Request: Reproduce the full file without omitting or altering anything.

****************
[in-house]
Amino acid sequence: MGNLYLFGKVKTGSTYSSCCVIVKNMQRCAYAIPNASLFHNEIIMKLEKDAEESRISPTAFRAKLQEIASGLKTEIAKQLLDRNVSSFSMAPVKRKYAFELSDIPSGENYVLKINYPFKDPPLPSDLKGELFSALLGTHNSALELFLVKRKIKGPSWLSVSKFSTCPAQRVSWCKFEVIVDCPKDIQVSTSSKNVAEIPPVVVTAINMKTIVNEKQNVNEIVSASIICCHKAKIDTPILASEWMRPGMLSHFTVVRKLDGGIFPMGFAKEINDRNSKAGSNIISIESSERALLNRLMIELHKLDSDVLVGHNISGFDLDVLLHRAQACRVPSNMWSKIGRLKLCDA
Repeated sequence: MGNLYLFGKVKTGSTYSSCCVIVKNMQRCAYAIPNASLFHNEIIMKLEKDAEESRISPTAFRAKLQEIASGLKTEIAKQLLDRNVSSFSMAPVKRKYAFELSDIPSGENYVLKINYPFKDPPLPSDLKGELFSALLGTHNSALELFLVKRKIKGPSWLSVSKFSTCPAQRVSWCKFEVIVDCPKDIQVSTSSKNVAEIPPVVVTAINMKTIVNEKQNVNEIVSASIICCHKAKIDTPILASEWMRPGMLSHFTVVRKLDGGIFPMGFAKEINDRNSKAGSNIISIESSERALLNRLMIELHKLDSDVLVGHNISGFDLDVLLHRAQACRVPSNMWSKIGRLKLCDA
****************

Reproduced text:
[in-house]
Amino acid sequence: MGNLYLFGKVKTGSTYSSCCVIVKNMQRCAYAIPNASLFHNEIIMKLEKDAEESRISPTAFRAKLQEIASGLKTEIAKQLLDRNVSSFSMAPVKRKYAFELSDIPSGENYVLKINYPFKDPPLPSDLKGELFSALLGTHNSALELFLVKRKIKGPSWLSVSKFSTCPAQRVSWCKFEVIVDCPKDIQVSTSSKNVAEIPPVVVTAINMKTIVNEKQNVNEIVSASIICCHKAKIDTPILASEWMRPGMLSHFTVVRKLDGGIFPMGFAKEINDRNSKAGSNIISIESSERALLNRLMIELHKLDSDVLVGHNISGFDLDVLLHRAQACRVPSNMWSKIGRLKLCDA
Repeated sequence: MGNLYLFGKVKTGSTYSSCCVIVKNMQRCAYAIPNASLFHNEIIMKLEKDAEESRISPTAFRAKLQEIASGLKTEIAKQLLDRNVSSFSMAPVKRKYAFELSDIPSGENYVLKINYPFKDPPLPSDLKGELFSALLGTHNSALELFLVKRKIKGPSWLSVSKFSTCPAQRVSWCKFEVIVDCPKDIQVSTSSKNVAEIPPVVVTAINMKTIVNEKQNVNEIVSASIICCHKAKIDTPILASEWMRPGMLSHFTVVRKLDGGIFPMGFAKEINDRNSKAGSNIISIESSERALLNRLMIELHKLDSDVLVGHNISGFDLDVLLHRAQACRVPSNMWSKIGRLKLCDA